There are certain treatments or medications you should avoid while pregnant. If you are unsure always contact your doctor or speak with a pharmacist in your local LloydsPharmacy before taking them.

  • Certain vaccinations

There may be some vaccinations that are not recommended to pregnant woman. We would recommend speaking with your doctor before going ahead with one. There are however some vaccinations, such as the flu vaccine and whooping cough vaccine, that we recommend getting to help protect you and your baby.

  • Contraceptive pills
You should stop taking your contraceptive pill immediately when pregnant.
  • New or current medication

Speak with your doctor about any medication you are currently on and whether it’s safe to continue when pregnant. Take the same precaution with any new medication.

Non-medical treatments

There are a range of beauty treatments, products and other non-medical treatments we would recommend avoiding.

  • Beauty treatments and products

There are certain beauty treatments and products we recommend avoiding. They include products that contain retinol or salicylic acid, botox injections, tanning aids such as sunbeds, injections or pills, and saunas, jacuzzis and hot tubs. You should always advise your beauticians and spa therapists that you are pregnant so they can adjust the treatments if needed.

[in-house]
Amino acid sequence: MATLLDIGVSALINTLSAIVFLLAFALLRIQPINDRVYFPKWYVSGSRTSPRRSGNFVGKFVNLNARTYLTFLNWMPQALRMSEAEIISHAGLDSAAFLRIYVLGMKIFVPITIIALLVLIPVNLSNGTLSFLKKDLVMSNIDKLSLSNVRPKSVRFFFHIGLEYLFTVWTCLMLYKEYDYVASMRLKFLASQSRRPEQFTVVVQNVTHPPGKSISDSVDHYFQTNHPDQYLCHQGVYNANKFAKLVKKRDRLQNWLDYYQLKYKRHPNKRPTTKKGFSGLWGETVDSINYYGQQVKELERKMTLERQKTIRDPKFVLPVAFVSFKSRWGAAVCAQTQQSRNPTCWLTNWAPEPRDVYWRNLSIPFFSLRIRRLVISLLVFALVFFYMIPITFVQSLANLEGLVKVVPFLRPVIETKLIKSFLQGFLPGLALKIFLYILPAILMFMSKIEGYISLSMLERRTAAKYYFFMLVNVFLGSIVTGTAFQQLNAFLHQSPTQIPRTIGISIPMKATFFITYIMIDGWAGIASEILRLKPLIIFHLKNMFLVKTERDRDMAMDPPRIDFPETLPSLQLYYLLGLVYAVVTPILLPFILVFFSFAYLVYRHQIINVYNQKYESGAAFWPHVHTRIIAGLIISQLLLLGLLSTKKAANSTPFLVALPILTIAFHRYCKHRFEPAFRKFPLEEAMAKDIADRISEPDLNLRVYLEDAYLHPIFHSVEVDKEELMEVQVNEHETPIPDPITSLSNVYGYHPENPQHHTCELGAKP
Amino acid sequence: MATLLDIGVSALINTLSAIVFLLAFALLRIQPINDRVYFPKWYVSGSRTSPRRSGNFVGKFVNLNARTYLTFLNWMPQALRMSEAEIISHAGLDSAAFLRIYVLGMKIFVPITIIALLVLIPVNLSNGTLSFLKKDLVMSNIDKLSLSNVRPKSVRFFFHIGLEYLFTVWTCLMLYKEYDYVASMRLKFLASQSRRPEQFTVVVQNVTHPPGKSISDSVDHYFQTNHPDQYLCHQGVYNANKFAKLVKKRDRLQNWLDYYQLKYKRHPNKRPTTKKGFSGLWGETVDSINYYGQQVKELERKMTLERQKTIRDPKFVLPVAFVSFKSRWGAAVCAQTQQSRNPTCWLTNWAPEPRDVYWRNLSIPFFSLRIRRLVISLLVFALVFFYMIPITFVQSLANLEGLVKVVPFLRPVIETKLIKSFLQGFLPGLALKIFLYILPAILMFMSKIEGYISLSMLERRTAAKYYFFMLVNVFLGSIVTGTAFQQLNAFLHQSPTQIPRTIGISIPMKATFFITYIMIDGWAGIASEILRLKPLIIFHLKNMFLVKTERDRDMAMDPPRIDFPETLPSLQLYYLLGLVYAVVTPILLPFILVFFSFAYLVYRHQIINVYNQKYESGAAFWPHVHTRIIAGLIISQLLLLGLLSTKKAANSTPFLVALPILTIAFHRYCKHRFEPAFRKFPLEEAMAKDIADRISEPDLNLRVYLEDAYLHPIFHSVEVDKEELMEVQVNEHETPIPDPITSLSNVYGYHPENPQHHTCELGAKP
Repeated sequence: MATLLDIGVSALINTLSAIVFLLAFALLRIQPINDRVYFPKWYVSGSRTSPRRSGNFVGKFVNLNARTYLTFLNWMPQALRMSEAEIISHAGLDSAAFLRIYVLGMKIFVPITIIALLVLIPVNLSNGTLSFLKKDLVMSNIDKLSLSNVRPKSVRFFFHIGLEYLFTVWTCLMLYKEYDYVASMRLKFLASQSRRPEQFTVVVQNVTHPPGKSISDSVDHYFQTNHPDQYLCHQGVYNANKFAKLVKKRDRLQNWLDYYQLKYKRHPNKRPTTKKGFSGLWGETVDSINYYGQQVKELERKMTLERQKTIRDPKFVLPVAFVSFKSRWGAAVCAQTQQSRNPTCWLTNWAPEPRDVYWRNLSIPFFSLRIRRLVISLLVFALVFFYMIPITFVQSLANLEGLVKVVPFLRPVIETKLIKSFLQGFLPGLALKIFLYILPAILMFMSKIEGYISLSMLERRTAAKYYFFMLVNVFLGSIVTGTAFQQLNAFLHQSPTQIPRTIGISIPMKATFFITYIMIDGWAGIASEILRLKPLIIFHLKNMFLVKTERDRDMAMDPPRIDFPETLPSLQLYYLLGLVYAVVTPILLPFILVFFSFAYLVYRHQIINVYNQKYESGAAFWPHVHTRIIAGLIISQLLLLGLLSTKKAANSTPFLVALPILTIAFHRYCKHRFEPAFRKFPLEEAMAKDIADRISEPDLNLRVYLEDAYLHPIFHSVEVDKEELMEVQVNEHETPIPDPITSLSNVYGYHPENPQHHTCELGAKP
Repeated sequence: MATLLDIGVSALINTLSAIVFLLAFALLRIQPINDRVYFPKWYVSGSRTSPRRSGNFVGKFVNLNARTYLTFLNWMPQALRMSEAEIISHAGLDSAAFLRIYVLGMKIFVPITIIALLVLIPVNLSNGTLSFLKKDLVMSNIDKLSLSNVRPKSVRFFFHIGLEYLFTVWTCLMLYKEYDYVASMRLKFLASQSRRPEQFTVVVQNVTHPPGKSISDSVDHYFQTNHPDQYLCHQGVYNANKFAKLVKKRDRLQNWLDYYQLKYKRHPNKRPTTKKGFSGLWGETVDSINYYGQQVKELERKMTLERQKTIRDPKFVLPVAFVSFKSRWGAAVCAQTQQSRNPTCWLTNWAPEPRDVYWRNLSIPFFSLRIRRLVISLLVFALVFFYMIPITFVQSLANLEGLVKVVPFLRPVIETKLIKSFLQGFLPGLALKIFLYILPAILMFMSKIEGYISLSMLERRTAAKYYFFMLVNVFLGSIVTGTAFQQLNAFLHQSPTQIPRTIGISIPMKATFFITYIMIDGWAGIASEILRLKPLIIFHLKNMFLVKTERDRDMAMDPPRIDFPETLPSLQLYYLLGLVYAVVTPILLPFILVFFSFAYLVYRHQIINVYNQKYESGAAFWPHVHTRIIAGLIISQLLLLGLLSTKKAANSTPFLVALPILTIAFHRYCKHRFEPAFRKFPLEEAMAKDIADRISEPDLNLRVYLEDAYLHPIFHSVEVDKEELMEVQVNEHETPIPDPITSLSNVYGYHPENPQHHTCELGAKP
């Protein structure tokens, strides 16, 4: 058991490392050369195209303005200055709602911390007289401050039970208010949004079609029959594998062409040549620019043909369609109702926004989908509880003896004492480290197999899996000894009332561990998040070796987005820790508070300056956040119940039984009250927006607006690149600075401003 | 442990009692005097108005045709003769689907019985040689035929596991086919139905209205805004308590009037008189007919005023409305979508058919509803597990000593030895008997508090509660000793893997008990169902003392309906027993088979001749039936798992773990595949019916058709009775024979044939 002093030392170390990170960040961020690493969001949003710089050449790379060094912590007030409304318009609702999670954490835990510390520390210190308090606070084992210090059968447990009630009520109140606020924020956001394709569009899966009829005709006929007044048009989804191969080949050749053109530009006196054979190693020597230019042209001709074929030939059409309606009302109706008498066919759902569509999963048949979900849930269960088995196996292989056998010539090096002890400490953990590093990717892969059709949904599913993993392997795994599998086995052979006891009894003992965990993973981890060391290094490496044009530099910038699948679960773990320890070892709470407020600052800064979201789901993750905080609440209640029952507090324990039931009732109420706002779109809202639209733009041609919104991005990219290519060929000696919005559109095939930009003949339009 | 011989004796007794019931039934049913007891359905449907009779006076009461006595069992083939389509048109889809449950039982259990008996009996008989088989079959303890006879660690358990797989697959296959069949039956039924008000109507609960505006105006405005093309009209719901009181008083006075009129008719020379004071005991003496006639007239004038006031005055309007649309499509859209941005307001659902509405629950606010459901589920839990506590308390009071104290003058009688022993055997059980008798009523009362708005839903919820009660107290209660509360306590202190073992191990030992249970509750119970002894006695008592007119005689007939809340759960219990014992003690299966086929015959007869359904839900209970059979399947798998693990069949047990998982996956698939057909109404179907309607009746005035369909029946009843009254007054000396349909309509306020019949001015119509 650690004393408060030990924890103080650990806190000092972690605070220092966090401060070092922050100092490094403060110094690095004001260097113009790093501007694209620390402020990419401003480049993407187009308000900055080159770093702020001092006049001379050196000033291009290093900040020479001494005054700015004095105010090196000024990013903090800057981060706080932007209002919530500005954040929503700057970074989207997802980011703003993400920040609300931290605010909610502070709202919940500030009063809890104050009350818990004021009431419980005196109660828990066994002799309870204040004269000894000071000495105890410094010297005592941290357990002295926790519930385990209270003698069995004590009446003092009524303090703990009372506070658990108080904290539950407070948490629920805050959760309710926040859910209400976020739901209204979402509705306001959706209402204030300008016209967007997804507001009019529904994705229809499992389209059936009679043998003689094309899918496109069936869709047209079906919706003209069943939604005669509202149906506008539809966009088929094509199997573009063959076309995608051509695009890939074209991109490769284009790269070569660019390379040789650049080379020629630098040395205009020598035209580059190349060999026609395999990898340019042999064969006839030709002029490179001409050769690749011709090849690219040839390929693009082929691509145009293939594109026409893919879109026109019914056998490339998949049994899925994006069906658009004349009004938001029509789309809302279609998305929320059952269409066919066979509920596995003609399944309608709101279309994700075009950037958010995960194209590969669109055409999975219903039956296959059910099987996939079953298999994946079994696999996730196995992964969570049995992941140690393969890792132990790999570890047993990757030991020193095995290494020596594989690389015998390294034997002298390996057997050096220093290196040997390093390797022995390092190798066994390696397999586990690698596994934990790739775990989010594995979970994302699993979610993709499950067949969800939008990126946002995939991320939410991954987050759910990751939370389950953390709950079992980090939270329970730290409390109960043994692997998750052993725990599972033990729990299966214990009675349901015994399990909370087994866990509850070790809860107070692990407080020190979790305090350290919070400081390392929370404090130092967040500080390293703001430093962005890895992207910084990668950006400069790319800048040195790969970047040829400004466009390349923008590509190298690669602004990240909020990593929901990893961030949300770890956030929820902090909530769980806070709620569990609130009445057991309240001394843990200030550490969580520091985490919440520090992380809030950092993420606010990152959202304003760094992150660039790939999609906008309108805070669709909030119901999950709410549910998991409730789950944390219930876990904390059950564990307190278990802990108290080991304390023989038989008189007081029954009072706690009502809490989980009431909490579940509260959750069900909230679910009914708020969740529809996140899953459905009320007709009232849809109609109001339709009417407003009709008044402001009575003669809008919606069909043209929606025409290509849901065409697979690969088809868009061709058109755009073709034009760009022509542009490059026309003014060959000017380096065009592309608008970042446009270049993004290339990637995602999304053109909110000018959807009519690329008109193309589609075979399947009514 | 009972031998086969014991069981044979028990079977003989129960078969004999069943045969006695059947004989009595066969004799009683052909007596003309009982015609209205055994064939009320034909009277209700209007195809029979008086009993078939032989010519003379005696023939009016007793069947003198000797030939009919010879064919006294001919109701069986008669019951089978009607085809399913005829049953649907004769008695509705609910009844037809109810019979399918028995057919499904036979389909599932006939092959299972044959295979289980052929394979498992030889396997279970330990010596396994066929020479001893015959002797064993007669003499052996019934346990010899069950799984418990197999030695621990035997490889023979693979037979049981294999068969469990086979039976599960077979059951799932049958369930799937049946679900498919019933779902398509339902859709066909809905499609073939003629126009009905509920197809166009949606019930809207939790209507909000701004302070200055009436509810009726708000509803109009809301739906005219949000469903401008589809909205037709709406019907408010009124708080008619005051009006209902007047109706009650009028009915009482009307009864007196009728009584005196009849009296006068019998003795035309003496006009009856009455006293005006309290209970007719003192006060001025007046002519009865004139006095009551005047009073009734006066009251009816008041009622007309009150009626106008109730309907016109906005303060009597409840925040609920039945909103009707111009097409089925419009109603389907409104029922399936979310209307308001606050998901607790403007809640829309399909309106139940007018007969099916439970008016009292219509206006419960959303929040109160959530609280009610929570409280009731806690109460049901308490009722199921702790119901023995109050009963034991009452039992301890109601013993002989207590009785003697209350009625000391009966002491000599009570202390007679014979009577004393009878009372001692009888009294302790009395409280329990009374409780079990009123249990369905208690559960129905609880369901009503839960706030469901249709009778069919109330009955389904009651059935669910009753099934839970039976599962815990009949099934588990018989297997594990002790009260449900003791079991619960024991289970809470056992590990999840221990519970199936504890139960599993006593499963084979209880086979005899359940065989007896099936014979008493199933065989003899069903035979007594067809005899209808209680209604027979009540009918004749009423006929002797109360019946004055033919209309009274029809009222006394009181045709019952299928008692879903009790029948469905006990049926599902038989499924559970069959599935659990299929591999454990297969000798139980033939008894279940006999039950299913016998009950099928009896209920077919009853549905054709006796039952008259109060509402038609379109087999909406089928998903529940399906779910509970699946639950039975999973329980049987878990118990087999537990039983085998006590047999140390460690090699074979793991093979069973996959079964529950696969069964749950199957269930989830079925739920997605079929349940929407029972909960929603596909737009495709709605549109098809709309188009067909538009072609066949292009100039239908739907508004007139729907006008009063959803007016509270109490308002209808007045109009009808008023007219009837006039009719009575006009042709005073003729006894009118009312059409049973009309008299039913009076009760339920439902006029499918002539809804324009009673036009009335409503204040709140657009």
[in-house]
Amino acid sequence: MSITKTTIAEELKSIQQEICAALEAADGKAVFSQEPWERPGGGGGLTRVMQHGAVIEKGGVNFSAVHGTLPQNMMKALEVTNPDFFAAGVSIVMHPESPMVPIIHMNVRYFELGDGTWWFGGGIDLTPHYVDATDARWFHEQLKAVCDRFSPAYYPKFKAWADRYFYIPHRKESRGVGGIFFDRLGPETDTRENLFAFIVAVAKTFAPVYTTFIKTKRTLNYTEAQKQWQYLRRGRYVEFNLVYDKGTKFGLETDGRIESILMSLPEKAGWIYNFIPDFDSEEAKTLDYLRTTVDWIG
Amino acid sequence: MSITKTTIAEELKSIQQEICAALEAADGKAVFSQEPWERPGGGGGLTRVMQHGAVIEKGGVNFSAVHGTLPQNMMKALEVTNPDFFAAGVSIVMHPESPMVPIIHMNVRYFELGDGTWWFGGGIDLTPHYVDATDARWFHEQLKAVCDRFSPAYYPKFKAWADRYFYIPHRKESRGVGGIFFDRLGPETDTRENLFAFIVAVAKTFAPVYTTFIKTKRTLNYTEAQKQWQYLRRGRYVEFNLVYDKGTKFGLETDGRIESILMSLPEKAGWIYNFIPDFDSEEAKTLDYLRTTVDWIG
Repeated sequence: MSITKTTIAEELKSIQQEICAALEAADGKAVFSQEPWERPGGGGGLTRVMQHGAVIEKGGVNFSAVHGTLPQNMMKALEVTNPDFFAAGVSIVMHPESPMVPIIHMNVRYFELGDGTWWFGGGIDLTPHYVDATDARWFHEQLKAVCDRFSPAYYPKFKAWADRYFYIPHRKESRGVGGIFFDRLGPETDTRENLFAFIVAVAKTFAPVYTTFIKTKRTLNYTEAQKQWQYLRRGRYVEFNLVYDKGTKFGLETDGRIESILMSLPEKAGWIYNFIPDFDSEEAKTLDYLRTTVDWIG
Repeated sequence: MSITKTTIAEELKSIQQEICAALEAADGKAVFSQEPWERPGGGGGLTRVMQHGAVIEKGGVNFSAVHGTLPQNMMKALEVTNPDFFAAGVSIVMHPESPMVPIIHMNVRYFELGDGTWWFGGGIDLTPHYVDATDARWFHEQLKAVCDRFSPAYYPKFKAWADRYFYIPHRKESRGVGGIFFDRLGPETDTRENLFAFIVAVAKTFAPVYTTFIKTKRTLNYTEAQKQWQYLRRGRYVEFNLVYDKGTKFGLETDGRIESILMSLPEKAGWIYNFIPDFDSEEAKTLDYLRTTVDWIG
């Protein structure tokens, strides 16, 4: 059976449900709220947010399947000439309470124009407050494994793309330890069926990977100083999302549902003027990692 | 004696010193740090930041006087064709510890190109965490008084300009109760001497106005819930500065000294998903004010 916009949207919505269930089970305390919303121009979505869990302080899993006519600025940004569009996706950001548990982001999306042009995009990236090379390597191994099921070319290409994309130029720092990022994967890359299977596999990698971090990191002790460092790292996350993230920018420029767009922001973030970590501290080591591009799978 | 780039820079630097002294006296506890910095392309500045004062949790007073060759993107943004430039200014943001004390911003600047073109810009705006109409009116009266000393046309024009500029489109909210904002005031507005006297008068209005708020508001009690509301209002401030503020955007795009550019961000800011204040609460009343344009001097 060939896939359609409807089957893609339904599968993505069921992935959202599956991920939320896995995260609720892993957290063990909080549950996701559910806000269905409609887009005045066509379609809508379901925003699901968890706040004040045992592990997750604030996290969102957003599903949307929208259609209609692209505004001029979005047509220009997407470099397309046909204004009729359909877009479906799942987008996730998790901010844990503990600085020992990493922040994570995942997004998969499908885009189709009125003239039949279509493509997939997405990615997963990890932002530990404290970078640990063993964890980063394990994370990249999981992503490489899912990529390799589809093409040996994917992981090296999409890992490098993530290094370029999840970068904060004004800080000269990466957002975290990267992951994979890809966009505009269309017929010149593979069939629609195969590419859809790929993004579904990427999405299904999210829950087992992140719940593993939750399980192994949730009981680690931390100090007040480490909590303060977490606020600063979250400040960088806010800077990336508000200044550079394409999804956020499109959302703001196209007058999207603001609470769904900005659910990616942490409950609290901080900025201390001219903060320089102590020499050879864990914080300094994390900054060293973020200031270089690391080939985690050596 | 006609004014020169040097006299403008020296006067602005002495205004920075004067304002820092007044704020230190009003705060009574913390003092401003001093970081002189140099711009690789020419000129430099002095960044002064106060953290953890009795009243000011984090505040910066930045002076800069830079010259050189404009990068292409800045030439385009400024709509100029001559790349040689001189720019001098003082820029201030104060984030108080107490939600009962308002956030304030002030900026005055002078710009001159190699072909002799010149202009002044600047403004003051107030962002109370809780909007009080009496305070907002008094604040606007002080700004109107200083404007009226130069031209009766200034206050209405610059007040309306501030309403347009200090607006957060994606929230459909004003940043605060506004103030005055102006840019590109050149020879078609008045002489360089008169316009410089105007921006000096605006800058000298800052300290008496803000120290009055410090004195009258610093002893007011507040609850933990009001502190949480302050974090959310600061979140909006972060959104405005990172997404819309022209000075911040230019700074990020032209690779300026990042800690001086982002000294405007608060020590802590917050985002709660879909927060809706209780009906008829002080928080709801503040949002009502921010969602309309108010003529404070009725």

Since your skin is so sensitive during pregnancy, we recommend avoiding too much exposure where possible and wear a high SPF to protect your skin.

  • Tattoos and piercings

The skin is extra sensitive during pregnancy, so we advise waiting until after your pregnancy is over to get any new tattoos or piercings. If you have your belly button pierced, we would recommend removing it before your second trimester to reduce the changes of scarring as a result of the skin stretching.


We recommend staying active throughout your pregnancy. Staying active can go a long way in helping with your postnatal recovery and keep you healthy throughout the pregnancy. Always remember to listen to your body and rest when needed. Always check with your doctor or instructor about whether certain exercises (especially strength training exercises) are ok during pregnancy. They may recommend different alternatives or lower weights.

We would also recommend pelvic floor exercises, which help strengthen the pelvic muscles which can be strained during pregnancy and childbirth. Strengthening the muscles will help with bladder and bowel control.

However, there are a few exercises which we recommend avoiding due to the risk of losing your balance, falling or becoming overheated. These include:

  • Skiing
  • Scuba diving
  • Combat sports such as kickboxing
  • Horse-riding
  • Field sports
  • Gymnastics
  • Cycling
  • Hot yoga


There are certain sleeping positions we recommend avoiding and some that are more beneficial for the baby. We advise avoiding sleeping on your back from 16 weeks. This is due to the weight of your uterus lying on your intestines and some major blood vessels, which could lead to issues such as lack of blood flow to you and your baby.

Sleeping on your left side is most beneficial for the baby as it allows for maximum blood flow and nutrients to the placenta. However, it is perfectly safe to lie on your right side too.